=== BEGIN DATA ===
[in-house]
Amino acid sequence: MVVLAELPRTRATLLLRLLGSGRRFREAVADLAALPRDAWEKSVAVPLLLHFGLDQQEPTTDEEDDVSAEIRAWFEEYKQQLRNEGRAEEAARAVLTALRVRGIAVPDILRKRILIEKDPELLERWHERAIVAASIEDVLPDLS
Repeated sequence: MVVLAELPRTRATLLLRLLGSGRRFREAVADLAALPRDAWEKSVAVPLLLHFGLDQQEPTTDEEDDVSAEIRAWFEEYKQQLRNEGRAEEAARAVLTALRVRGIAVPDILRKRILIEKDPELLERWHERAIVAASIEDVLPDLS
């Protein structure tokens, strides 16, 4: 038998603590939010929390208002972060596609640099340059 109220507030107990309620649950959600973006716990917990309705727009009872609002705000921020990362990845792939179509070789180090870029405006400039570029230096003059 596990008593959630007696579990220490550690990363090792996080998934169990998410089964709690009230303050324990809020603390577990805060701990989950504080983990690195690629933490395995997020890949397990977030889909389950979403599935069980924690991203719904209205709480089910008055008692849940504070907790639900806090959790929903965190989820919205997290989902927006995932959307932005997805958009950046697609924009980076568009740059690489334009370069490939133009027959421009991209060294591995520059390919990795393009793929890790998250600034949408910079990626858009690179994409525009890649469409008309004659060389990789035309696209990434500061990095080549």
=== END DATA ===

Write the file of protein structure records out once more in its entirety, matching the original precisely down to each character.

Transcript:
[in-house]
Amino acid sequence: MVVLAELPRTRATLLLRLLGSGRRFREAVADLAALPRDAWEKSVAVPLLLHFGLDQQEPTTDEEDDVSAEIRAWFEEYKQQLRNEGRAEEAARAVLTALRVRGIAVPDILRKRILIEKDPELLERWHERAIVAASIEDVLPDLS
Repeated sequence: MVVLAELPRTRATLLLRLLGSGRRFREAVADLAALPRDAWEKSVAVPLLLHFGLDQQEPTTDEEDDVSAEIRAWFEEYKQQLRNEGRAEEAARAVLTALRVRGIAVPDILRKRILIEKDPELLERWHERAIVAASIEDVLPDLS
């Protein structure tokens, strides 16, 4: 038998603590939010929390208002972060596609640099340059 109220507030107990309620649950959600973006716990917990309705727009009872609002705000921020990362990845792939179509070789180090870029405006400039570029230096003059 596990008593959630007696579990220490550690990363090792996080998934169990998410089964709690009230303050324990809020603390577990805060701990989950504080983990690195690629933490395995997020890949397990977030889909389950979403599935069980924690991203719904209205709480089910008055008692849940504070907790639900806090959790929903965190989820919205997290989902927006995932959307932005997805958009950046697609924009980076568009740059690489334009370069490939133009027959421009991209060294591995520059390919990795393009793929890790998250600034949408910079990626858009690179994409525009890649469409008309004659060389990789035309696209990434500061990095080549």